Diesel engines pack a roaring fuel efficiency. Modern diesel engines, with a turbocharger at the front end and scrubbers at the tail end, pack much higher efficiency than gasoline engines, and are much cleaner than diesel-powered trucks of the past. But are they clean enough?
While modern diesel engines, both for personal and commercial vehicles, no longer spew out a cloud of black smoke wherever they go, they are not entirely "clean". The biggest problem is the small particles in their exhaust, that cause health issues in the lungs. The small particle (or PM2.5) pollution is much reduced with the use of "clean" diesel with very low sulfur content.
But where the sulfur content is high (China, India, Brazil outside the big cities) the use of diesel can still lead to severe smog and extreme particulate pollution. And even where the diesel fuel contains ultra-low concentrations of sulfur (US, Europe), very high densities of diesel vehicles can still cause problems.
In its drive to reduce carbon emissions, European countries have long opted to encourage the use of diesel engines, boosting the already high efficiency inherent in the engines themselves, with significant reductions in the fuel tax. In a way, it is a policy that works towards climate justice by taking on the immediate health risk of diesel fuel use by the home population, while the reduced carbon emissions benefit the planet as a whole (the European fuel efficiency standard is well ahead of the American one).
But supporting diesel has health implications. Because diesel engines last forever, older cars that don't have the scrubbers and particulate filters are still on the road and still cause high levels of small-particle pollution even with the cleaner diesel. Beside the particulate matter, nitrogen oxides (NOx) can be a problem. Despite good public transport options, the rise of the private car has been relentless; add that to the very high density urban environments found throughout Europe, and you have a real urban health problem.
(To put this in perspective: the current situation in European cities is still far better than how it was in the 70s and 80s when European cities frankly stank of exhaust fumes out of all those cars merrily doing their combusting without any filters or scrubbers. Ugh).
Many large European cities have declared themselves Low Emission Zones (LEZs) where older diesel vehicles are banned, and most personal cars as well. While this is of course the real long-term solution (most of these LEZs have excellent public transport), several European countries are now moving away from favouring diesel fuel as well.
France, where after three decades of pro-diesel policy nearly 80% of all cars run on diesel, is now doing an about-face, with the prime minister, Manuel Valls, making the stunning pronouncement that France's support of diesel fuel has been a "mistake". Starting January 2015, France will phase out the subsidies on diesel taxes, which currently makes diesel 20% less expensive than unleaded gasoline. (In comparison, American gas stations charge about 15% more for diesel than for regular unleaded)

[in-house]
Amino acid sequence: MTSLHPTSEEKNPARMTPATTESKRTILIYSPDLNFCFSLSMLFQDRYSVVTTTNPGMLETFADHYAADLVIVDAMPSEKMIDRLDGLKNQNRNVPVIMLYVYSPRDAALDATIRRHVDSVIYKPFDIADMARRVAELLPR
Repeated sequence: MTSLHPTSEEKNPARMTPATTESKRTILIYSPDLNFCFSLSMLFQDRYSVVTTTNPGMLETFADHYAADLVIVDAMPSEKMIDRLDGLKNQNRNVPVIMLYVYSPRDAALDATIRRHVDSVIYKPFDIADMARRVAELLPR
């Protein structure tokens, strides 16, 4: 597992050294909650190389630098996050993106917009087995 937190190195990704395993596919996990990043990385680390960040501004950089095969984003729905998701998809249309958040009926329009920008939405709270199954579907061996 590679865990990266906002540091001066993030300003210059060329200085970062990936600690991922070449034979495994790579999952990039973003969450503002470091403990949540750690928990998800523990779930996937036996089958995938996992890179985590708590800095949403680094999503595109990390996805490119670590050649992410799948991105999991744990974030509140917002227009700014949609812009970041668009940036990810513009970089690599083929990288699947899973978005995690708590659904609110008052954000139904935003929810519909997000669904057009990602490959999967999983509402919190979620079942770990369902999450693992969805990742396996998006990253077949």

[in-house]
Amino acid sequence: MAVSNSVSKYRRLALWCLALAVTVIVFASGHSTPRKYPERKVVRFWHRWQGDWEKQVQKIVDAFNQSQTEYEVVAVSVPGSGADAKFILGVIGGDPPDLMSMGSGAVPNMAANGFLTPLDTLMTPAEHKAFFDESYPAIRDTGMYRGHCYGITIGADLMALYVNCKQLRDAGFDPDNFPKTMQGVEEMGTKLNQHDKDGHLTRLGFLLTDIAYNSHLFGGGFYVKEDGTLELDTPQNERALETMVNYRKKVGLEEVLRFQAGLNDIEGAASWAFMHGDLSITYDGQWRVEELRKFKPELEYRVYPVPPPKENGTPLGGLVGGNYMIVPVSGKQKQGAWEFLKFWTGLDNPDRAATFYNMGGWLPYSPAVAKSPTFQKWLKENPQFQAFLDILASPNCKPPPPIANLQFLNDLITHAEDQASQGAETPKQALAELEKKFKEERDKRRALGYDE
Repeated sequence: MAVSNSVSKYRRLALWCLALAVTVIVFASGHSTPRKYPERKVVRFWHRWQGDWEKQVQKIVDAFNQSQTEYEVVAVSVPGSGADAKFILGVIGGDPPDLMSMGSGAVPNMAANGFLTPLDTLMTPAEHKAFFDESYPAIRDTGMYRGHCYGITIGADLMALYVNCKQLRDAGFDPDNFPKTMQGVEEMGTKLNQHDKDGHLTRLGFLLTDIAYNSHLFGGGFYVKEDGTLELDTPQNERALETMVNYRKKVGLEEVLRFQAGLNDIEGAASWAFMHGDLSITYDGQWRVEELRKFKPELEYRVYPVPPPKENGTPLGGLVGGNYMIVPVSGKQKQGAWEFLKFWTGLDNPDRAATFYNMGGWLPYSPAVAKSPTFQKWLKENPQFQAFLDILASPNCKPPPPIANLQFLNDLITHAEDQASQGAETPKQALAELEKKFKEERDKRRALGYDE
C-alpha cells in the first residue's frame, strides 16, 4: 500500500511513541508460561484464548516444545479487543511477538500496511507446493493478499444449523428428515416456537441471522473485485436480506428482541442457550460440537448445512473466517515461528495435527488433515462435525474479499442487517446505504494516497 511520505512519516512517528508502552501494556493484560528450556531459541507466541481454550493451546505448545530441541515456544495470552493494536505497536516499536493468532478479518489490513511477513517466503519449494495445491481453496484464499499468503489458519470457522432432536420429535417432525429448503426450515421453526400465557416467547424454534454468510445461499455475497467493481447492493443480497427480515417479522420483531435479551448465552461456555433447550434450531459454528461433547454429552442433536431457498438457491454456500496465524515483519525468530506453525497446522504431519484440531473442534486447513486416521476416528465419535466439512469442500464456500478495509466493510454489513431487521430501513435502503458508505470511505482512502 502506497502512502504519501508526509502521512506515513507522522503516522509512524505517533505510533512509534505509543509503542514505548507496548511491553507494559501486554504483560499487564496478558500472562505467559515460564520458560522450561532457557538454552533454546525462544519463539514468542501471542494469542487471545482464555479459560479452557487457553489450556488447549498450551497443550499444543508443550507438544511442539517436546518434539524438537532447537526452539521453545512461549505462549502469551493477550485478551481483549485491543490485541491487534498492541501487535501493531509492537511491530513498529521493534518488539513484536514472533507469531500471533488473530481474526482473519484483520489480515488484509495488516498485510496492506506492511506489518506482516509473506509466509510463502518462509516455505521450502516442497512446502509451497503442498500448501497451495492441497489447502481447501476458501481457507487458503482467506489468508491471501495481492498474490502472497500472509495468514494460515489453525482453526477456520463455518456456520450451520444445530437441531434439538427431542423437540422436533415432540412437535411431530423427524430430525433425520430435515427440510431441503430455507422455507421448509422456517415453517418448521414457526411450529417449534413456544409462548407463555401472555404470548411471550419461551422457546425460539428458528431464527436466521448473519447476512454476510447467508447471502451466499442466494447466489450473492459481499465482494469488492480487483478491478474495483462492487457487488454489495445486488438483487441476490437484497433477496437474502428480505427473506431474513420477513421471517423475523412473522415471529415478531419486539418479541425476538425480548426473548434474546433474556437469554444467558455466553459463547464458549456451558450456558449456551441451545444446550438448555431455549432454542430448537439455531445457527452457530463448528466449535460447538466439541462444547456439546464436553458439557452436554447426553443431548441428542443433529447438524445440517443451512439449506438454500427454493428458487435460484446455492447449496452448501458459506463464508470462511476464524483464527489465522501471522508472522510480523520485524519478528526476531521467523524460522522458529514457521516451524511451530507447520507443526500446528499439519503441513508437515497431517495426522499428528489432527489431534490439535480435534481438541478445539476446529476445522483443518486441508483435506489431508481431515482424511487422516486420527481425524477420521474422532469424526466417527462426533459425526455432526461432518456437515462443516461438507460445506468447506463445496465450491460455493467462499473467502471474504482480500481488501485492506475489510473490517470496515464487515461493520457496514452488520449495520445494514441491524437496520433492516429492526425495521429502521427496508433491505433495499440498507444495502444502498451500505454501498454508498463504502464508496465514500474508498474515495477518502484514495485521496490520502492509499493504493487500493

I hope they put some of that extra revenue into public transport improvements. At any rate, there are plans for enlarging LEZ areas, and giving perks live free centre-city parking to very low emissions vehicles such as EVs.The steep hike in diesel prices will be softened by a bonus of up to € 10,000 if you trade in your diesel car for an electric one.
It is likely that the UK will soon go the same way on diesel cars: a European court has ordered it to clean up the air in its cities, where NOx from not-so-clean diesel has reached unacceptably high levels. I would think it is quicker and cheaper to clean up the supply of diesel to it has the same ultra-low sulfur content as the rest of Europe.
A few decades ago, it made sense for European governments to favour the new generation of diesel cars that deliver the much-reduced carbon emissions. But now that European carmakers are in good position to start selling electric cars, it is time for this transition. Although I repeat, in the long run they should encourage the transition away from the personal car altogether.
Carmakers will probably start selling more diesel models in the US now that the European market is shrinking. It wouldn't be the first time that they put their latest technology into the more demanding European market, introducing it to the US with a few years' time lag.
And that's actually okay. The US is a much better place for diesel cars for several reasons: Most Americans still live in suburbs and small towns where the pollution from diesel cars is not a critical issue; in rural areas the particulate pollution overwhelmingly comes from dust from unpaved roads. Even in the cities, except for a very few, urban densities are much lower than in European cities. And Americans drive more, so the higher purchase price for a diesel car is offset by the lower cost to run it, as well as the longer lifetime. Adding more diesel cars to the nation's fleet would help significantly lower carbon emissions from transportation.
Living in a small town in the US, I am going to keep driving my diesel car without worrying about its particulate emissions. I wouldn't encourage CelloPlayer to stand in its exhaust, but I wouldn't do that with any car. Its 45 mpg highway mileage still beats most cars. Meanwhile, I'm doing my bit to get proper bike paths and other infrastructure that allows the real transition we need. And I'm waiting for the EV that makes my heart beat.